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Multiple rounds of discussion in the oncopathology board and Multidisciplinary clinics happened and considering the histopathology report, the same prior pyelolithotomy site, and no other lesion in the right kidney, a diagnosis of PRCC developing in open pyelolithotomy scar was made. In view of margin-free resection, the patient is under observation without any adjuvant therapy. After 6 months of follow-up, there is no evidence of recurrence. The rarity of the case has been discussed with the patient and informed consent was taken for reporting and publication.
| Discussion|| |
RCC arises from the renal tubular epithelium and accounts for >90% of adult renal tumors. The most common histology is clear cell carcinoma (75%) followed by papillary (15%) and chromophobe RCC (5%). The common symptomatology of RCC includes hematuria, flank pain, or flank mass apart from symptoms arising due to metastatic disease (bone pain, adenopathy, or pulmonary symptoms). But the majority of them are diagnosed as an incidental mass on radiology done for other reasons. The common imaging modalities used are CT of the abdomen and pelvis, MRI abdomen (in suspected IVC involvement). The standard of care for a resectable RCC is surgical resection (either partial or radical nephrectomy) whereas, metastatic RCCs usually require systemic therapy in the form of targeted agents or immune checkpoint inhibitors. The estimated 5-year survival rate in RCC ranges from 96% in stage 1 to 23% in stage 4.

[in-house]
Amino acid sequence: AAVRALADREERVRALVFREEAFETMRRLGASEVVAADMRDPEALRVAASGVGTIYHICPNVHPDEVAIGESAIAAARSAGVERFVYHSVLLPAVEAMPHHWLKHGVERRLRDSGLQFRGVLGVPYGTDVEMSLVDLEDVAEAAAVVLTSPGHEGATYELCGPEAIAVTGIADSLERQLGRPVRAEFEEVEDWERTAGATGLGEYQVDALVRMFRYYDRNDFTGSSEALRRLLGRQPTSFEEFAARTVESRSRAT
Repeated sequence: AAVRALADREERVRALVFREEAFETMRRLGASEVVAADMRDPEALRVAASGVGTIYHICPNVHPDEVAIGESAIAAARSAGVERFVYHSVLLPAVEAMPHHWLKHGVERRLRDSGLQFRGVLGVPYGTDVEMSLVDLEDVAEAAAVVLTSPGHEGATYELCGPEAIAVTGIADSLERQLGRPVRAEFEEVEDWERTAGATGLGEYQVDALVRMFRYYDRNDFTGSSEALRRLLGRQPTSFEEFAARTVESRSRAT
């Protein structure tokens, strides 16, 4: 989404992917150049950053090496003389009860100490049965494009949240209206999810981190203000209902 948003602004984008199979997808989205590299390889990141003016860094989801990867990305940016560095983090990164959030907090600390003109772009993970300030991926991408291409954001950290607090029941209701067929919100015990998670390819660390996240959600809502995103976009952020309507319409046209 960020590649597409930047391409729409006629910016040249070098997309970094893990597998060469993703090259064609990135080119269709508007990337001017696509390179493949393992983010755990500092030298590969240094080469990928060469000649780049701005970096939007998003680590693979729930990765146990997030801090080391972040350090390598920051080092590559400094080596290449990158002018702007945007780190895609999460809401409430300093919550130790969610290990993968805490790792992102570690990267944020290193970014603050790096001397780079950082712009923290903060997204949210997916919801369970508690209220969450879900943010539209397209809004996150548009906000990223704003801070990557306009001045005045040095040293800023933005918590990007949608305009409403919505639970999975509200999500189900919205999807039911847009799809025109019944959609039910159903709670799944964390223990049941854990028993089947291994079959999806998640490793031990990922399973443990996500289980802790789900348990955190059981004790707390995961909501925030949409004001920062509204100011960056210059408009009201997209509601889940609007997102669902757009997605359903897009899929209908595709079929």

Although minimally invasive techniques like ESWL, PCNL, laparoscopic and robotic pyelolithotomy have become standard-of-care in the management of urolithiasis, open pyelolithotomy still plays a major role in selected cases. The development of tumor in the percutaneous renal biopsy tract is well described in the literature., The needle tract seeding of transitional cell carcinoma (TCC) following fine-needle aspiration of the renal tumor may also occur, although rarely. There is a scarcity of literature on malignancy arising in renal tissue present in scar tissue due to which there is no standardized approach to treat these patients. The treatment modality and surgical approach depend on the site of the lesion, the clinical stage of malignancy, comorbid conditions, and the surgeon’s experience. The surgical approach in these cases merits special attention because of uncertain vascular anatomy. CT with intravenous contrast or magnetic resonance angiography may be indicated to precisely identify renal arteries and veins near the mass.